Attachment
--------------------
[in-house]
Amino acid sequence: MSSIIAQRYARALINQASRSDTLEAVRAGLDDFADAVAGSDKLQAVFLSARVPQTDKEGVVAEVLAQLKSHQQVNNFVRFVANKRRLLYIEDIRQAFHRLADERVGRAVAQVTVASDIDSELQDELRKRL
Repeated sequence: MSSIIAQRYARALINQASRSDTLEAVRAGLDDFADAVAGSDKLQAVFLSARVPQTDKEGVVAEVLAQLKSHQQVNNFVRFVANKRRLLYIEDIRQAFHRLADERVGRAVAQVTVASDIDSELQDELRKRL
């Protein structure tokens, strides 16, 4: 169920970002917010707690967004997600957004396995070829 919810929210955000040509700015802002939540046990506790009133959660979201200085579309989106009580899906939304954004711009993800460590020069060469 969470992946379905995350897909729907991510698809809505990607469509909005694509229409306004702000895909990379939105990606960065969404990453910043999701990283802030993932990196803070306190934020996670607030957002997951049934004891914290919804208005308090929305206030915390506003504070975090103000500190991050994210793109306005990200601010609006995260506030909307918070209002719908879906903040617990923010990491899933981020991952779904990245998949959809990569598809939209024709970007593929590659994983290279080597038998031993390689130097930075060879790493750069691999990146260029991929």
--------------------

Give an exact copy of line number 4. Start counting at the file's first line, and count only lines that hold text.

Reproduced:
């Protein structure tokens, strides 16, 4: 169920970002917010707690967004997600957004396995070829 919810929210955000040509700015802002939540046990506790009133959660979201200085579309989106009580899906939304954004711009993800460590020069060469 969470992946379905995350897909729907991510698809809505990607469509909005694509229409306004702000895909990379939105990606960065969404990453910043999701990283802030993932990196803070306190934020996670607030957002997951049934004891914290919804208005308090929305206030915390506003504070975090103000500190991050994210793109306005990200601010609006995260506030909307918070209002719908879906903040617990923010990491899933981020991952779904990245998949959809990569598809939209024709970007593929590659994983290279080597038998031993390689130097930075060879790493750069691999990146260029991929």